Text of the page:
South Africa President Cyril Ramaphosa has described the corruption that has engulfed the country in recent years as "an amoeba" with "tentacles all over".
But he insisted South Africa's "very dark period" under his predecessor, Jacob Zuma, was coming to an end.
Mr Ramaphosa confirmed he would give evidence in a judge-led inquiry into allegations that top officials looted from the state on a grand scale.
Mr Ramaphosa served as then-President Zuma's deputy.
Mr Zuma was charged last April with fraud and racketeering linked to a 1999 arms deal. Much of his nine-year tenure as president was dogged by corruption allegations, while the country struggled with ballooning national debt and high levels of unemployment.
President Ramaphosa is not prone to dramatic outbursts, but at a news conference he launched an extraordinary attack on the corruption that has engulfed the country, reports the BBC's Andrew Harding who was there.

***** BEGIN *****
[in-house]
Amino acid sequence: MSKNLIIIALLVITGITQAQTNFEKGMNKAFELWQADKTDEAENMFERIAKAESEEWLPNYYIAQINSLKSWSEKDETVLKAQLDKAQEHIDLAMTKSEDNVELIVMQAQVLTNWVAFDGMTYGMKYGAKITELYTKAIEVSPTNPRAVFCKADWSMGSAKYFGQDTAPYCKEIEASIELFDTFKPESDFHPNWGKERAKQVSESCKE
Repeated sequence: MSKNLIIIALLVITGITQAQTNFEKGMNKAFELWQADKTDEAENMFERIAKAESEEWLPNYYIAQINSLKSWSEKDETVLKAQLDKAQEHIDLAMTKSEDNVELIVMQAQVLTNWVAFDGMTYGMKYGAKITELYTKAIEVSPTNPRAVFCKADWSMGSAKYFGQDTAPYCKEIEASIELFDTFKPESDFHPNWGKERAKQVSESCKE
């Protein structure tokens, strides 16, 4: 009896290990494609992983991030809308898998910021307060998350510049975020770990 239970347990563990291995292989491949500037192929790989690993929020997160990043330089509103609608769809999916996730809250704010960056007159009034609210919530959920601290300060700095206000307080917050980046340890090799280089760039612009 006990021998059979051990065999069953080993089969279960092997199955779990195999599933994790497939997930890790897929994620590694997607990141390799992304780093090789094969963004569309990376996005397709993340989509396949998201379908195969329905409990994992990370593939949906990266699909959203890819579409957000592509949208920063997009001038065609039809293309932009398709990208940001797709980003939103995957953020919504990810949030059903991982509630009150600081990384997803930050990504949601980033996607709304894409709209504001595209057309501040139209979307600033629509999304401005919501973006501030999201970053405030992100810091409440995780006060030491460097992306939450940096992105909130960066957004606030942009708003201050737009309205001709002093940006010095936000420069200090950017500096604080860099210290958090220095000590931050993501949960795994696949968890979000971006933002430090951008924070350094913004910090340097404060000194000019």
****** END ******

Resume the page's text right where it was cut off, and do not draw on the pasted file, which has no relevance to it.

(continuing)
He acknowledged that South Africans were angry and needed to see senior government officials tried and sent to prison. He even compared the current situation to a rape victim forced to watch her attacker go unpunished, our correspondent notes.
An official inquiry is being held to investigate the claims of what is known in South Africa as "state capture", and Mr Ramaphosa confirmed he would appear before it.
"I will give an account to the commission about what I knew and what I didn't know," he said.
He spoke of his hope that South Africans would regain trust in the ruling African National Congress (ANC) - the party that has governed South Africa since Nelson Mandela led it to power after apartheid ended in 1994.
"The shine that had been tarnished is coming back and people are realising this. We are in a new period now - we are no longer in a period where we were just sliding downwards," Mr Ramaphosa said.
"Many people are looking anew at the ANC. They have a sense that we are now beginning to deal with corruption."